8. It was common ground that the Appellants were related to the sponsor in the manner claimed. The judge took the Appellants’ contention to be that they were other family members of the sponsor and should, on that basis alone, have succeeded in their appeals: [17]-[18]. It is worth quoting in full the remainder of the judge’s analysis at [19]-[24]:
“19. However, while it may have been the case that they could have obtained family permits under [the EEA Regulations] (I say ‘may’ because they would still have needed to establish that they were dependent upon the sponsor), the fact is that the appellants have not applied under the EEA Regulations but rather under the successor scheme which, being entirely a creation of domestic law, is less generous in various respects.
20. Specifically, the EUSS does not provide any basis by which relatives such as the appellants, those who would have been termed ‘extended family members’ under Regulation 8 of the EEA Regulations, can obtain entry clearance to join their EEA national relatives in the UK.
21. The right to a family permit under the domestic law EUSS is now specifically limited to more closely connected relatives, who are still termed ‘family members’ as they were previously under Regulation 7 of the EEA Regulations.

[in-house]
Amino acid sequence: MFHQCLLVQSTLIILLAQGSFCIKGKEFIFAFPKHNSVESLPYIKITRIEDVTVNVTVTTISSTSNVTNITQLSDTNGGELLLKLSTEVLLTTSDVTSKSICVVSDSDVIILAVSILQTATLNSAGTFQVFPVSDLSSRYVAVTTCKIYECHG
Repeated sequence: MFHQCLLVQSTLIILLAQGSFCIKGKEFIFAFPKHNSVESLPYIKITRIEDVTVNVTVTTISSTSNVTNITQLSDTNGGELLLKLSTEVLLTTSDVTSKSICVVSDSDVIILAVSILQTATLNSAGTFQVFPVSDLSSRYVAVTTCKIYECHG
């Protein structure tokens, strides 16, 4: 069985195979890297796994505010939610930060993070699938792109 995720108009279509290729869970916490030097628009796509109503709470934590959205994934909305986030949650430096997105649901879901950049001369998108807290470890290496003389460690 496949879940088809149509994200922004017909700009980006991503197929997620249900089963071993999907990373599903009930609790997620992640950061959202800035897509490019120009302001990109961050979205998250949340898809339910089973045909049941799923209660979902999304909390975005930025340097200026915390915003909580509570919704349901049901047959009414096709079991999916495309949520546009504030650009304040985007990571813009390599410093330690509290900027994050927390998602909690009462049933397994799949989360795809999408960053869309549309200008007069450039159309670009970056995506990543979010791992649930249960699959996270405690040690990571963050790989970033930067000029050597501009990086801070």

22. The appellants’ relationships with their EEA sponsor fall outside of that group, and they are therefore unable to qualify for family permits under the scheme found in the immigration rules.
23. The suggestion in the skeleton argument and the oral submissions of Mr Saeed, that the Home Office guidance suggests otherwise, is mistaken. He refers me to the definitions found under Appendix EU of the rules, and the corresponding guidance, which do indeed seem to allow for more distant relatives to qualify. However, those are the rules and guidance applicable to in-country applications, the EUSS allowing ‘extended family members’ who were already in the UK prior to Brexit to apply. For those outside the UK at the relevant date, it is the more restrictive definitions found in Appendix EU (Family Permit) which are applicable.